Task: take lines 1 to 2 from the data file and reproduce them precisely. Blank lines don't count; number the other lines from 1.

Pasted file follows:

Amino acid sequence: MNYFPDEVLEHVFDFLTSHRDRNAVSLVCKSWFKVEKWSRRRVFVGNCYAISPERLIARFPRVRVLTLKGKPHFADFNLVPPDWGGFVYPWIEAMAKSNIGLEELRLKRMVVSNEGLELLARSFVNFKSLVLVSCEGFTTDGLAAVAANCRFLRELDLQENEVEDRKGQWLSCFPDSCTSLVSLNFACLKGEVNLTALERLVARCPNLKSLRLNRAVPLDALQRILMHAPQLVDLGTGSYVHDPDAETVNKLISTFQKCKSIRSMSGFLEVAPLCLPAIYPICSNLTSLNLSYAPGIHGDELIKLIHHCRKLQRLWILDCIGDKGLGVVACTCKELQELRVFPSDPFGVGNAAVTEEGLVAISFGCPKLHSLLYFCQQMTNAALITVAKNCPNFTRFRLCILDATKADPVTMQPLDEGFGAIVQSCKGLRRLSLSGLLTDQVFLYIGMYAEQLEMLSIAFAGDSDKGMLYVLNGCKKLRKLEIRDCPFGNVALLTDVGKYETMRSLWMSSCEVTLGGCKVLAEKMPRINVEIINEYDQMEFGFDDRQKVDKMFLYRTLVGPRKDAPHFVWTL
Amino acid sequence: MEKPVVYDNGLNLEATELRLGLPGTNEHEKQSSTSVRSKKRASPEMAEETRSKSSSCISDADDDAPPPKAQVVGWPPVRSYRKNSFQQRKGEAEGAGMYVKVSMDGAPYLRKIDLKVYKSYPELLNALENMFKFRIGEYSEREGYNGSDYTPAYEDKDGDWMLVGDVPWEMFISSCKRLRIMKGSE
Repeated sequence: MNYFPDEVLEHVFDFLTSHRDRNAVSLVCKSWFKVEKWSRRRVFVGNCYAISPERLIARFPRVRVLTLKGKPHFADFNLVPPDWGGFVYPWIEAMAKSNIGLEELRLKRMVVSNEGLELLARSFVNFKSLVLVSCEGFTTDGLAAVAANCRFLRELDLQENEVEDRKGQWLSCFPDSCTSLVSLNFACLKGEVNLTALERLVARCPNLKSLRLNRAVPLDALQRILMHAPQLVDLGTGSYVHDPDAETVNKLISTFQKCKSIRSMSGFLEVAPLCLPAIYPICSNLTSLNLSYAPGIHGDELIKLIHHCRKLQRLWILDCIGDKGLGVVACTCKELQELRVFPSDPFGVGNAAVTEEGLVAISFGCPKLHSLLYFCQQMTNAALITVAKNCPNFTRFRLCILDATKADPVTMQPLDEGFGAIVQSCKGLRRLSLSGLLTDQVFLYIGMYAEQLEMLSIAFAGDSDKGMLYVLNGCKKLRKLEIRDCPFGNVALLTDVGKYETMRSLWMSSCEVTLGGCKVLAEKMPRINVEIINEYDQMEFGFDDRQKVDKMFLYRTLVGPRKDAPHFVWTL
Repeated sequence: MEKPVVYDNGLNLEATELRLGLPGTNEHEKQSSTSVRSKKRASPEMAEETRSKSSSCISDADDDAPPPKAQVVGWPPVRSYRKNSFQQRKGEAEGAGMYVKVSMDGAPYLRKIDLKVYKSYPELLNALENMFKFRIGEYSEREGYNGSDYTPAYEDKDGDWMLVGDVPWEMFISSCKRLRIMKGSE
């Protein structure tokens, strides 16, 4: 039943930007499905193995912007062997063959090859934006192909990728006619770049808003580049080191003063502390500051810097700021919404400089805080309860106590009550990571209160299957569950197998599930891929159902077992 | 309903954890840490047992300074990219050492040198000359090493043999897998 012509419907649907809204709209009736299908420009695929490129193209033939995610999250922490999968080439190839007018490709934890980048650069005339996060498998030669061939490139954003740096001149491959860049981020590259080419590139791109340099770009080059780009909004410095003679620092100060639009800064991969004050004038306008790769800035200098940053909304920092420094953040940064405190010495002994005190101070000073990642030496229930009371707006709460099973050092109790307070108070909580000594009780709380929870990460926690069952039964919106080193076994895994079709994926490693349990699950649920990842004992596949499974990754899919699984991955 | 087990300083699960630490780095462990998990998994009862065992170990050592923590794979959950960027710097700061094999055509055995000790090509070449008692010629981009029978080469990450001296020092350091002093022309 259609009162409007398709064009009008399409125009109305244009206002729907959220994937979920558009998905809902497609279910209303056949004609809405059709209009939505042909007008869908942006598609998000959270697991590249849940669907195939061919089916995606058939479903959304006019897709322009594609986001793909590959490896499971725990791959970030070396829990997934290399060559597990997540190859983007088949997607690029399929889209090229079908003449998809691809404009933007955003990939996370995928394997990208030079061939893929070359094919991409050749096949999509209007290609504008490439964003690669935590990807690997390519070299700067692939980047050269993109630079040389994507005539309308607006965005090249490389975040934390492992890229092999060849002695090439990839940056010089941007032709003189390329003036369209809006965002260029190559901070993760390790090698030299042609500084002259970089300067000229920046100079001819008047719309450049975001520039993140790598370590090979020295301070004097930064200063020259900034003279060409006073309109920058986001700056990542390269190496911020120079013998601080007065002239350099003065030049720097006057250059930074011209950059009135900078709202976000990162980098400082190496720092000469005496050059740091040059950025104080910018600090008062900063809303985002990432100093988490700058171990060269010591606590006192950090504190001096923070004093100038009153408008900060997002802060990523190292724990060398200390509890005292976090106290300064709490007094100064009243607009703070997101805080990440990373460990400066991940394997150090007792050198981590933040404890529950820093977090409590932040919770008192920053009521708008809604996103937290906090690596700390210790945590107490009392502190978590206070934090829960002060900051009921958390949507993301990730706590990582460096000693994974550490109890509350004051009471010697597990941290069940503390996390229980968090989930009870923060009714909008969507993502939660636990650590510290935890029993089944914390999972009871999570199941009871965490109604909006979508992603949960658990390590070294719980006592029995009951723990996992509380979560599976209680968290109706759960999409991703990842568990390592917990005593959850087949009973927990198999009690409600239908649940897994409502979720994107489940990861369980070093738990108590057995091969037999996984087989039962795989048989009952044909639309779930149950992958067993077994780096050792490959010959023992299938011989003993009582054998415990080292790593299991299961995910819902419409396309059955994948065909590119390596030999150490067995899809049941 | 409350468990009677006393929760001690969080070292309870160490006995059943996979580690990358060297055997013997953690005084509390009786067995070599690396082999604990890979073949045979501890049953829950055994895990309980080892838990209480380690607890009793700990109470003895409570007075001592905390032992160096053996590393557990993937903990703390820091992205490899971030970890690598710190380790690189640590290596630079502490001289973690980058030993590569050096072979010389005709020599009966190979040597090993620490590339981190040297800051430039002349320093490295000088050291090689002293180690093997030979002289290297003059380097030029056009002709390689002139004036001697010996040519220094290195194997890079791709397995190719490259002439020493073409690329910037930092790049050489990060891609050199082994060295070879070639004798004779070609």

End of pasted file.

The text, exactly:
Amino acid sequence: MNYFPDEVLEHVFDFLTSHRDRNAVSLVCKSWFKVEKWSRRRVFVGNCYAISPERLIARFPRVRVLTLKGKPHFADFNLVPPDWGGFVYPWIEAMAKSNIGLEELRLKRMVVSNEGLELLARSFVNFKSLVLVSCEGFTTDGLAAVAANCRFLRELDLQENEVEDRKGQWLSCFPDSCTSLVSLNFACLKGEVNLTALERLVARCPNLKSLRLNRAVPLDALQRILMHAPQLVDLGTGSYVHDPDAETVNKLISTFQKCKSIRSMSGFLEVAPLCLPAIYPICSNLTSLNLSYAPGIHGDELIKLIHHCRKLQRLWILDCIGDKGLGVVACTCKELQELRVFPSDPFGVGNAAVTEEGLVAISFGCPKLHSLLYFCQQMTNAALITVAKNCPNFTRFRLCILDATKADPVTMQPLDEGFGAIVQSCKGLRRLSLSGLLTDQVFLYIGMYAEQLEMLSIAFAGDSDKGMLYVLNGCKKLRKLEIRDCPFGNVALLTDVGKYETMRSLWMSSCEVTLGGCKVLAEKMPRINVEIINEYDQMEFGFDDRQKVDKMFLYRTLVGPRKDAPHFVWTL
Amino acid sequence: MEKPVVYDNGLNLEATELRLGLPGTNEHEKQSSTSVRSKKRASPEMAEETRSKSSSCISDADDDAPPPKAQVVGWPPVRSYRKNSFQQRKGEAEGAGMYVKVSMDGAPYLRKIDLKVYKSYPELLNALENMFKFRIGEYSEREGYNGSDYTPAYEDKDGDWMLVGDVPWEMFISSCKRLRIMKGSE